Something Always Comes Along

     In memory of James Longenbach
                            and after his “Barcarolle”

              I am eating eggs with provolone cheese
when Jim steps into a cloud, after writing
that Matthew Arnold speaks of passive suffering.

I’m bewildered—passive: How can that be?

He’s in Sicily with the gods eating goat cheese,
and drinking new wine pondering the word,
though I know he too is struggling.

Something always comes along when we grieve:

Chopin wafting from a river awakening
him with what it means to be alive—such little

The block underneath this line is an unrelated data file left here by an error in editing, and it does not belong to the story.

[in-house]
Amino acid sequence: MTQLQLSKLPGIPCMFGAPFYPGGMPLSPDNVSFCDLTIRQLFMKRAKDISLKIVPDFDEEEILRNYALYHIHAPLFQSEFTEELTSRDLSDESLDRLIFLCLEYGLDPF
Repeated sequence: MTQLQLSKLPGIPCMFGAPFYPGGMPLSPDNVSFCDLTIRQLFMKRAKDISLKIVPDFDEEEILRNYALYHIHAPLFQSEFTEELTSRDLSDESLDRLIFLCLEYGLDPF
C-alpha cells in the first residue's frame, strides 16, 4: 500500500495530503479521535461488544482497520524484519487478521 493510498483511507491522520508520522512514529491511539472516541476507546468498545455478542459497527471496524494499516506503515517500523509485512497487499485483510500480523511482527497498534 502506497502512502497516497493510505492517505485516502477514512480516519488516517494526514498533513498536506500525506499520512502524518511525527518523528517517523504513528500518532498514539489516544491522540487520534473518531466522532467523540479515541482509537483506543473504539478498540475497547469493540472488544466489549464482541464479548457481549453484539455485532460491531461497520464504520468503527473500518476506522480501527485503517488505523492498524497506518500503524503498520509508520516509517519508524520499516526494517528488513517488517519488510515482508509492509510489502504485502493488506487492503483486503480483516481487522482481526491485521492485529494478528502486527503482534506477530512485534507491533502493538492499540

gestures that fall from hands, fingers, a mouth.

Or this morning, out my bedroom window, a tree
gilded by sun’s heart—artistic, blinding
until this snatch of ephemeral dazzlement dims

and I am left with a pale slice of life from the God
of all things, suffering—flame of summation,
satisfactory passage—
                                                        brilliant yielding.


Poem by Libby Bernardin